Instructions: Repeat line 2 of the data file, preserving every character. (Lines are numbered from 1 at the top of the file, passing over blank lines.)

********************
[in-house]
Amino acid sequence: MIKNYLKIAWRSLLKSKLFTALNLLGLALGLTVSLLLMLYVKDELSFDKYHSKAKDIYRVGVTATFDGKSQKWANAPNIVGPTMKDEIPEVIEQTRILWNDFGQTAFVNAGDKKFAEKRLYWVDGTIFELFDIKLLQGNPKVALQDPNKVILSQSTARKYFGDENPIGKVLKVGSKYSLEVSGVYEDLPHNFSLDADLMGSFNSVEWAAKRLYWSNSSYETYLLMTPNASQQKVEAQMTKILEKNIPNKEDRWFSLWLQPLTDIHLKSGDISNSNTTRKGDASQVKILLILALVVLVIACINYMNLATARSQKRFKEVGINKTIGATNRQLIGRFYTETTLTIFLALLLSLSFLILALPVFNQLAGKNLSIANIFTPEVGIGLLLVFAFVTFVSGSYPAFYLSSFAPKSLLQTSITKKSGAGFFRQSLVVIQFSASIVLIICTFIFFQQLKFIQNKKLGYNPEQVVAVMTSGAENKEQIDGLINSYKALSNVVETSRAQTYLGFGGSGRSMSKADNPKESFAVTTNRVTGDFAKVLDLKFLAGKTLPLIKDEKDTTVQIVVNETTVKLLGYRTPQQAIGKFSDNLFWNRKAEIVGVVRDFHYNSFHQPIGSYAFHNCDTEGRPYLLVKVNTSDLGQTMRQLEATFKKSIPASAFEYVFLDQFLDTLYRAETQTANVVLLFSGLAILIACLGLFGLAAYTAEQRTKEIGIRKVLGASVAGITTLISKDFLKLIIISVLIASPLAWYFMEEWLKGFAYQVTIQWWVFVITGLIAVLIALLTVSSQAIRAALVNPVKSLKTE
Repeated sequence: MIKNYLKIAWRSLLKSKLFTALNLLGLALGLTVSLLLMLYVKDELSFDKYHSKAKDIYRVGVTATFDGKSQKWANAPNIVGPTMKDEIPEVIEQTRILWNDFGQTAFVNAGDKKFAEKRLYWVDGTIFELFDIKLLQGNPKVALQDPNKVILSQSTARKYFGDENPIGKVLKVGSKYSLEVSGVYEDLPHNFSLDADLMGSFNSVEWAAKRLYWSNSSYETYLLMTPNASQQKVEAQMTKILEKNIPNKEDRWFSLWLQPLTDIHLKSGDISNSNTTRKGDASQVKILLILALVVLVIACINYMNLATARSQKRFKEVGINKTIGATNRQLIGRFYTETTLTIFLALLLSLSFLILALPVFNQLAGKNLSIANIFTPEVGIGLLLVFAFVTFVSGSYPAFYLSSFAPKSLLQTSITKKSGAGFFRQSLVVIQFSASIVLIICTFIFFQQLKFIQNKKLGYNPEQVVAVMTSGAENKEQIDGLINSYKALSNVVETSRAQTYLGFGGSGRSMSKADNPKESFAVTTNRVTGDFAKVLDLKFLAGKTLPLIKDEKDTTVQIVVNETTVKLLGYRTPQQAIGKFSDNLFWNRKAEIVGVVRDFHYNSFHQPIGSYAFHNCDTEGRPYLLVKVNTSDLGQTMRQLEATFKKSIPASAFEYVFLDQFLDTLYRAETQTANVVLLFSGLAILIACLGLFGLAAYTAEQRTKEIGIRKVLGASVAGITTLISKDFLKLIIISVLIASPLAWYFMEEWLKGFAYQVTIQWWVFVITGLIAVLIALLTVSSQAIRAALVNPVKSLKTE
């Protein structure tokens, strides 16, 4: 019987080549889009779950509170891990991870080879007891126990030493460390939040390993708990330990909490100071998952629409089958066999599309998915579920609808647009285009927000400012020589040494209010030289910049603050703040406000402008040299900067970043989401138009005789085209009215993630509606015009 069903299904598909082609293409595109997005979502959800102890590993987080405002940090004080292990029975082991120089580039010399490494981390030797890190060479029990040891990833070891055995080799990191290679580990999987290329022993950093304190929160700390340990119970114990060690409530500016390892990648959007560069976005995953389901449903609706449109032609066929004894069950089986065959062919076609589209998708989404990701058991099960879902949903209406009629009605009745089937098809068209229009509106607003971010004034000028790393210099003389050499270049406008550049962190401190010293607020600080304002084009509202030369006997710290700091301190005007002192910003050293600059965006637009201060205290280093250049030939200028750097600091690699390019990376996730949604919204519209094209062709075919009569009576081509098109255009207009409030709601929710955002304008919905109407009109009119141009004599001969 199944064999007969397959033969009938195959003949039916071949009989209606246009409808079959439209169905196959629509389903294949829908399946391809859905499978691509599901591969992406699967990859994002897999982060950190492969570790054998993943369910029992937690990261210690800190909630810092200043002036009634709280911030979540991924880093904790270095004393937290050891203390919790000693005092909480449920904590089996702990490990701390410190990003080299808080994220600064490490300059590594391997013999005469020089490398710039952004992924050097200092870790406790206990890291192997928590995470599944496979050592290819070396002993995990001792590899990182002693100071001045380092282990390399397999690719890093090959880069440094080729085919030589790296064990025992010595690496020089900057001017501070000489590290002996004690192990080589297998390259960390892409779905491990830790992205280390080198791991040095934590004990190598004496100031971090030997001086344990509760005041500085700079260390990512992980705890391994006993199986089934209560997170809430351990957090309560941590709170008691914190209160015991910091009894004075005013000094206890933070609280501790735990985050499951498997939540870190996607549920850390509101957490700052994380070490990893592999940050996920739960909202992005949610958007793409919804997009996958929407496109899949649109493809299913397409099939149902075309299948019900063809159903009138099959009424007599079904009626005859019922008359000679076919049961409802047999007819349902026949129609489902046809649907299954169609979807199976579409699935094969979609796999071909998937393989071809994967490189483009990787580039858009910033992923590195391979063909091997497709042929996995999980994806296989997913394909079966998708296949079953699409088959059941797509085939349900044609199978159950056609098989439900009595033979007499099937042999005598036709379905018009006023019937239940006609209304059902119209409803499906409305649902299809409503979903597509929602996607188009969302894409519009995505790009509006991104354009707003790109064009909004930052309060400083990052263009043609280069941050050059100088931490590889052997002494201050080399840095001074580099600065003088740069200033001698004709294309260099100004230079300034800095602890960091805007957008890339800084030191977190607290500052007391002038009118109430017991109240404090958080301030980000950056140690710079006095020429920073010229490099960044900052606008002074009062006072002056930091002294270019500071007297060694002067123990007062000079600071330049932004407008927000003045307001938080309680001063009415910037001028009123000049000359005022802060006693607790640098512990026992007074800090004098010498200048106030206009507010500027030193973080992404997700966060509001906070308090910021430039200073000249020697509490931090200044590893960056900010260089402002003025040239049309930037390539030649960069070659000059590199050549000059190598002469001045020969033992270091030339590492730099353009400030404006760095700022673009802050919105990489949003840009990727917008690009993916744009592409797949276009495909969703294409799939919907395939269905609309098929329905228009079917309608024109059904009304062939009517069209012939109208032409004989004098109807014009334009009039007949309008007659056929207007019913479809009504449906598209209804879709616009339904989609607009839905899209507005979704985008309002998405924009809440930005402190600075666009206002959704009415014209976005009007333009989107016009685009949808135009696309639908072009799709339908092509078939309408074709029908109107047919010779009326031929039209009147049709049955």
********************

Amino acid sequence: MIKNYLKIAWRSLLKSKLFTALNLLGLALGLTVSLLLMLYVKDELSFDKYHSKAKDIYRVGVTATFDGKSQKWANAPNIVGPTMKDEIPEVIEQTRILWNDFGQTAFVNAGDKKFAEKRLYWVDGTIFELFDIKLLQGNPKVALQDPNKVILSQSTARKYFGDENPIGKVLKVGSKYSLEVSGVYEDLPHNFSLDADLMGSFNSVEWAAKRLYWSNSSYETYLLMTPNASQQKVEAQMTKILEKNIPNKEDRWFSLWLQPLTDIHLKSGDISNSNTTRKGDASQVKILLILALVVLVIACINYMNLATARSQKRFKEVGINKTIGATNRQLIGRFYTETTLTIFLALLLSLSFLILALPVFNQLAGKNLSIANIFTPEVGIGLLLVFAFVTFVSGSYPAFYLSSFAPKSLLQTSITKKSGAGFFRQSLVVIQFSASIVLIICTFIFFQQLKFIQNKKLGYNPEQVVAVMTSGAENKEQIDGLINSYKALSNVVETSRAQTYLGFGGSGRSMSKADNPKESFAVTTNRVTGDFAKVLDLKFLAGKTLPLIKDEKDTTVQIVVNETTVKLLGYRTPQQAIGKFSDNLFWNRKAEIVGVVRDFHYNSFHQPIGSYAFHNCDTEGRPYLLVKVNTSDLGQTMRQLEATFKKSIPASAFEYVFLDQFLDTLYRAETQTANVVLLFSGLAILIACLGLFGLAAYTAEQRTKEIGIRKVLGASVAGITTLISKDFLKLIIISVLIASPLAWYFMEEWLKGFAYQVTIQWWVFVITGLIAVLIALLTVSSQAIRAALVNPVKSLKTE